Low mortgage rates the past five years or so have made homes more affordable, despite the median national home price rising 45 percent since 2011.
Low interest rates have offset higher home prices, making 61.4 percent of homes affordable to median income earners in the third quarter of 2016, according to the National Association of Home Builders’ Housing Opportunity Index, or HOI. A 50 percent or higher mark is considered affordable, which is what the index has been at or above for nearly the past nine years.
It defines an “affordable” home as one where a household spends 28 percent or less of its monthly income on total housing payments.
Rates on 30-year fixed mortgages, however, are slowly rising again. A 30-year fixed-rate mortgage averaged 4.08 percent for the week ending Dec. 1, according to Freddie Mac. A year ago it averaged 3.93 percent.
The presidential election had an immediate impact on interest rates and stocks. And the Federal Reserve has signaled that it will raise interest rates in December and into 2017, with the increases eventually making their way to home loans.
Supply and demand
While homes have been affordable the past nine years, home prices have increased since hitting lows in 2011. The national median home price in the third quarter of 2016 was $247,000, compared to $170,000 in 2011, according to the HOI. The last time home prices were this high was in 2006.
It sounds odd to hear, but higher interest rates could drop home prices and make it easier for home buyers to afford a home, some analysts say.
“Higher home loan rates are only good for buyers if it causes sellers to reduce the price of the home,” says Jonathan J. Monjazi, founder of Monjazi Capital and an investment advisor.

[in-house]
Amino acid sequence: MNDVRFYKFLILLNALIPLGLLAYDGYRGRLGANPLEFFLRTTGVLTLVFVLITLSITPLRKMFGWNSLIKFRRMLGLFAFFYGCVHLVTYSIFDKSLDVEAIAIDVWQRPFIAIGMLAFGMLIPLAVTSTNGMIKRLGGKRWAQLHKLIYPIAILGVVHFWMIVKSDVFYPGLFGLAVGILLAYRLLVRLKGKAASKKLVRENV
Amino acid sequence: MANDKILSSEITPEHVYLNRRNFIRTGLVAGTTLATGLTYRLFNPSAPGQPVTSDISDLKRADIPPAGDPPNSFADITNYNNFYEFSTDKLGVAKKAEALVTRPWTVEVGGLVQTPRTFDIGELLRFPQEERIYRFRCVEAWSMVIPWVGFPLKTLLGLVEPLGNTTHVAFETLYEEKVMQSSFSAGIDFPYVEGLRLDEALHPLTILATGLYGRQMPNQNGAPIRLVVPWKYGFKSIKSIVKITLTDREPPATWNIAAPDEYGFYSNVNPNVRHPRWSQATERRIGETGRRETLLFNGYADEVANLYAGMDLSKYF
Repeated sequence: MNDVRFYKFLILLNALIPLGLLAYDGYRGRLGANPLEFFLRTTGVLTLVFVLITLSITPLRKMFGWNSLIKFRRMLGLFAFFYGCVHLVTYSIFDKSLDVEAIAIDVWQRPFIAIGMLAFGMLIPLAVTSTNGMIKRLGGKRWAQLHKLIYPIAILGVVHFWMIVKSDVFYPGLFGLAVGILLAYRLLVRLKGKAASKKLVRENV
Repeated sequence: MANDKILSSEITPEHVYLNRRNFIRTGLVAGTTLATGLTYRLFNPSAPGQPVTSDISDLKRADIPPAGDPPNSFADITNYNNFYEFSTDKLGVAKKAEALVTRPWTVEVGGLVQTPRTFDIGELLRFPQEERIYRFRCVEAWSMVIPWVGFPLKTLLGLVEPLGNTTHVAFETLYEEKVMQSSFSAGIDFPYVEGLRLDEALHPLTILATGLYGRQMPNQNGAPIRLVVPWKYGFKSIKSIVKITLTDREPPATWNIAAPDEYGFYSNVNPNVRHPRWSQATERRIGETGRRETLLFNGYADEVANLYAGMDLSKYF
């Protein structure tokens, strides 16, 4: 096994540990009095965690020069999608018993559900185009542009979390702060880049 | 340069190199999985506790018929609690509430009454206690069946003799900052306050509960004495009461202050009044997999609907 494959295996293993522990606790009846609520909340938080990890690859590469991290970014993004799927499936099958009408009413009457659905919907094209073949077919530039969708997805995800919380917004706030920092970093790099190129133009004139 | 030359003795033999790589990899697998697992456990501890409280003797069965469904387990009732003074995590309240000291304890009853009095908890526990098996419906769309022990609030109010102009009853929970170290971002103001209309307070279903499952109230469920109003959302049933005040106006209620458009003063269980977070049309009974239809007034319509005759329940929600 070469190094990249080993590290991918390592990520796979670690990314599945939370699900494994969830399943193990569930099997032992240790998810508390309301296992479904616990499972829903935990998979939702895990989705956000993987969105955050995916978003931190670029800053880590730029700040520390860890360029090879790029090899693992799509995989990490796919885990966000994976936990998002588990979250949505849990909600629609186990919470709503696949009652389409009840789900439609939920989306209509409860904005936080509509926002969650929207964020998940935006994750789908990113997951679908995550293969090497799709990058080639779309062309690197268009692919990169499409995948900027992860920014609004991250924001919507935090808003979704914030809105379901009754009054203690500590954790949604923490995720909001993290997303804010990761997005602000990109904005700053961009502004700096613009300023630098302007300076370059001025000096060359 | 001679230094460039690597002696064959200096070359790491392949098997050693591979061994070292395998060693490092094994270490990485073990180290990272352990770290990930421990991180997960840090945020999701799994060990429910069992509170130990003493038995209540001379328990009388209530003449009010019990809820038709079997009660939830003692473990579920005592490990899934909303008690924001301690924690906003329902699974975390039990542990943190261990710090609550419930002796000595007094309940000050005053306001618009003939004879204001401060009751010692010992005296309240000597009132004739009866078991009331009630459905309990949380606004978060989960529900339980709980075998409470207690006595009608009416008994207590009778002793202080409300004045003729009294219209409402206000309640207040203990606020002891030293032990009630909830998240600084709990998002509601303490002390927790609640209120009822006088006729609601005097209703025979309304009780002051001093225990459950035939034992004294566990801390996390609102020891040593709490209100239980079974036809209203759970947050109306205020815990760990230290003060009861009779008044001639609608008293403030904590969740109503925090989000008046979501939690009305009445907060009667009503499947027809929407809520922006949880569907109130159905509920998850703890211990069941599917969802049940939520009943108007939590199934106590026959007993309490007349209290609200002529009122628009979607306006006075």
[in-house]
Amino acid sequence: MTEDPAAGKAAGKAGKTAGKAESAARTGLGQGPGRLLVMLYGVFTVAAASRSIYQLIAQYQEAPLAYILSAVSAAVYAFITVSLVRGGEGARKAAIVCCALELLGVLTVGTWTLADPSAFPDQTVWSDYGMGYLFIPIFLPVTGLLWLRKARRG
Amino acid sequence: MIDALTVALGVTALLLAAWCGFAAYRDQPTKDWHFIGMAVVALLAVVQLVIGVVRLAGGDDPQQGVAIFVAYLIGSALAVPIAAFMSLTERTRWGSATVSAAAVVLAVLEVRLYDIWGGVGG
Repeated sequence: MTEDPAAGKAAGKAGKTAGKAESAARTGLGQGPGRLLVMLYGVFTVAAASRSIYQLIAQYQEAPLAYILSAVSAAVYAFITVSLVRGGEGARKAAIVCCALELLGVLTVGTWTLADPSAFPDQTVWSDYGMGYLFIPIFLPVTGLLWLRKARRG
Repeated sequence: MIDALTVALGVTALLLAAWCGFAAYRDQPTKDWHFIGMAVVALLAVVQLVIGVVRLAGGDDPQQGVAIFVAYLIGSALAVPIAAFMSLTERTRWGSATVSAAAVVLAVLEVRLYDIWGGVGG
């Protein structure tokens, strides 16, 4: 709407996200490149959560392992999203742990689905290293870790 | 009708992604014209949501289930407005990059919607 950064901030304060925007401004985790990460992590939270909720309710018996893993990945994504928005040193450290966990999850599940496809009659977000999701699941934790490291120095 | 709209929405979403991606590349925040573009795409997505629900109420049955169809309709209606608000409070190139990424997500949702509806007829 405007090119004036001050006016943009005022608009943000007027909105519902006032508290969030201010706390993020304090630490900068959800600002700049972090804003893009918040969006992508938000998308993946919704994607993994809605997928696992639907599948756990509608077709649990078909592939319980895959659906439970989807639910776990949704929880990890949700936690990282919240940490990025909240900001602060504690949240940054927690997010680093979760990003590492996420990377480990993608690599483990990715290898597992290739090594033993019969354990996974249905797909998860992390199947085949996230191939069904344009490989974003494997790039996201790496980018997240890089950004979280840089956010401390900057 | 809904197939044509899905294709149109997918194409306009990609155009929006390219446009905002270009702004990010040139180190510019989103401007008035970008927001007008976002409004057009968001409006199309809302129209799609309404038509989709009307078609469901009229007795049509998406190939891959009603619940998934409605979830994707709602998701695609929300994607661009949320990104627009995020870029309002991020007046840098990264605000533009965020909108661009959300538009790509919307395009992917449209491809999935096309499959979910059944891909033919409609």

“In order to accommodate the higher rates, sellers have to reduce the price of the home so that the monthly payments can stay the same for the buyers and remain affordable,” Monjazi says. “A lower sale price due to higher rates also means buyers can more easily afford a down payment.”
The simple economic theory of supply and demand also comes into play.
“As interest rates increase money supply decreases,” says Russab Ali, founder of SMC Digital Marketing who has studied in economics at NYU and has bought multiple properties as an investor. “This is an economic rule that exists because increasing interest rates means banks lend less money so there is a lower supply of money around.
“As money supply decreases, there is less money for investments,” Ali says. “This means investors — who are the majority of people who buy real estate — look for homes that will provide higher returns,” such as cheaper homes.
“When interest rates go up there will be less people who will be able to afford the monthly payment of a mortgage,” says Malcolm Lawson, a real estate agent at Key Partners in Annapolis, Maryland. “This means there will be less buyers in the market in general.”
“For those who still do qualify, the amount that they qualify for may go down, which will lead to them only being able to afford homes at a lower price point than before,” Lawson says.
What is now a seller’s market may turn into a buyer’s market if interest rates rise, he says. “It’s going to make it a lot easier and a lot less stressful for buying a home,” Lawson says.
Instead of home prices dropping, it will most likely mean a lower rate of appreciation, he says, though high-end homes may drop in value.
Other ways to make homes affordable
Homes have been affordable the past five years, despite prices increasing, mainly thanks to low interest rates.
Home prices are exactly where they were at the market peak in 2006, when affordability was at 41.6 percent — near the 41 percent rate in 2015 when affordability hit its lowest rate in the 25 years the National Association of Home Builders has been measuring it.
If the 61.4 percent affordability rate of the third quarter of 2016 is to continue, it won’t be because there are fewer buyers and dropping home prices, says Alisa Glutz, a mortgage banker at Cherry Creek Mortgage in Scottsdale, Ariz.
“I think there is going to be a shift, and people looking closer at other ways to bring these rates down and make it more affordable,” Glutz says.
One option is for buyers to focus more on their credit score so they can qualify for a lower interest rate, she says. Improving a credit score from 679 to 740, for example, can lower an interest rate by 0.75 percent, Glutz says, equating to about $400 less per month for a $250,000 house.
That alone, she says, can make a home a lot more affordable than wondering what the Federal Reserve is going to do with interest rates.